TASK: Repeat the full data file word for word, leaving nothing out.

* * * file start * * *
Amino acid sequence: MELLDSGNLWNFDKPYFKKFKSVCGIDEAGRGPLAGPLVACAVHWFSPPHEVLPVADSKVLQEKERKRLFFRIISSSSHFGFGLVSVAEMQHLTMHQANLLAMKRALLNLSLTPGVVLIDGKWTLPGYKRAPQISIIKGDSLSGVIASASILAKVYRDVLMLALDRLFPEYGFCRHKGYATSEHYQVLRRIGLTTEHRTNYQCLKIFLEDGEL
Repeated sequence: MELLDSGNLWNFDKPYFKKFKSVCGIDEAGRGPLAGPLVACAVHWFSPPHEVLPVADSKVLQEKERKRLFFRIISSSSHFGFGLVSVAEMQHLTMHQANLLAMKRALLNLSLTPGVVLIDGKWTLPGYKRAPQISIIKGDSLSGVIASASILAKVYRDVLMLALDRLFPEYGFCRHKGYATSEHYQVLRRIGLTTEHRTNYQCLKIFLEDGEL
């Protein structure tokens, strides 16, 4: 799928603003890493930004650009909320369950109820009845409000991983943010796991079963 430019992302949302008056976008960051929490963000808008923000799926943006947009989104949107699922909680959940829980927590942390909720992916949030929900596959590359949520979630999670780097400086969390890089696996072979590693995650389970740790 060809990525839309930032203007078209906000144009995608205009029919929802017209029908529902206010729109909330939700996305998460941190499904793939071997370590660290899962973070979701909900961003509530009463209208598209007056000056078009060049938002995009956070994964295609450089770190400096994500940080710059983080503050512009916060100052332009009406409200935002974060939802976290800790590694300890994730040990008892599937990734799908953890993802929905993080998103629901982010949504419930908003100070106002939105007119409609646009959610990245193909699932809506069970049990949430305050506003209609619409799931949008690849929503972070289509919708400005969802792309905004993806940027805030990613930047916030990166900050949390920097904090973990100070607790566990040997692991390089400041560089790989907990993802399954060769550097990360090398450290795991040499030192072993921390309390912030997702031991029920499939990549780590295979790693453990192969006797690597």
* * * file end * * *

Amino acid sequence: MELLDSGNLWNFDKPYFKKFKSVCGIDEAGRGPLAGPLVACAVHWFSPPHEVLPVADSKVLQEKERKRLFFRIISSSSHFGFGLVSVAEMQHLTMHQANLLAMKRALLNLSLTPGVVLIDGKWTLPGYKRAPQISIIKGDSLSGVIASASILAKVYRDVLMLALDRLFPEYGFCRHKGYATSEHYQVLRRIGLTTEHRTNYQCLKIFLEDGEL
Repeated sequence: MELLDSGNLWNFDKPYFKKFKSVCGIDEAGRGPLAGPLVACAVHWFSPPHEVLPVADSKVLQEKERKRLFFRIISSSSHFGFGLVSVAEMQHLTMHQANLLAMKRALLNLSLTPGVVLIDGKWTLPGYKRAPQISIIKGDSLSGVIASASILAKVYRDVLMLALDRLFPEYGFCRHKGYATSEHYQVLRRIGLTTEHRTNYQCLKIFLEDGEL
């Protein structure tokens, strides 16, 4: 799928603003890493930004650009909320369950109820009845409000991983943010796991079963 430019992302949302008056976008960051929490963000808008923000799926943006947009989104949107699922909680959940829980927590942390909720992916949030929900596959590359949520979630999670780097400086969390890089696996072979590693995650389970740790 060809990525839309930032203007078209906000144009995608205009029919929802017209029908529902206010729109909330939700996305998460941190499904793939071997370590660290899962973070979701909900961003509530009463209208598209007056000056078009060049938002995009956070994964295609450089770190400096994500940080710059983080503050512009916060100052332009009406409200935002974060939802976290800790590694300890994730040990008892599937990734799908953890993802929905993080998103629901982010949504419930908003100070106002939105007119409609646009959610990245193909699932809506069970049990949430305050506003209609619409799931949008690849929503972070289509919708400005969802792309905004993806940027805030990613930047916030990166900050949390920097904090973990100070607790566990040997692991390089400041560089790989907990993802399954060769550097990360090398450290795991040499030192072993921390309390912030997702031991029920499939990549780590295979790693453990192969006797690597």